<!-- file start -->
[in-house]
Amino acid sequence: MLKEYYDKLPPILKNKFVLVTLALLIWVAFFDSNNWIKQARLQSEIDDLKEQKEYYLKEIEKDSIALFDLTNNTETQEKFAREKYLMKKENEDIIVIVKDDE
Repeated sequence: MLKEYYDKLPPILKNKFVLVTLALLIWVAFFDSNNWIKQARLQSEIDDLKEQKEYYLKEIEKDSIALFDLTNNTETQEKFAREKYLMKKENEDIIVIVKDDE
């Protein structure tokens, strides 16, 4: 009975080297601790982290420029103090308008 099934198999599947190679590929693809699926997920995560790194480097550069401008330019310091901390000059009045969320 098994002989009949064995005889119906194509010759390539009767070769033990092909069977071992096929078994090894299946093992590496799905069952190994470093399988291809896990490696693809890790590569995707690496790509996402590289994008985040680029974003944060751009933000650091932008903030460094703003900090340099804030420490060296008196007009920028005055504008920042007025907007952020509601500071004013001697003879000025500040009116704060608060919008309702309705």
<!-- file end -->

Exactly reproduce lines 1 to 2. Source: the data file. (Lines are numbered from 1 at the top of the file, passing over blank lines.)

[in-house]
Amino acid sequence: MLKEYYDKLPPILKNKFVLVTLALLIWVAFFDSNNWIKQARLQSEIDDLKEQKEYYLKEIEKDSIALFDLTNNTETQEKFAREKYLMKKENEDIIVIVKDDE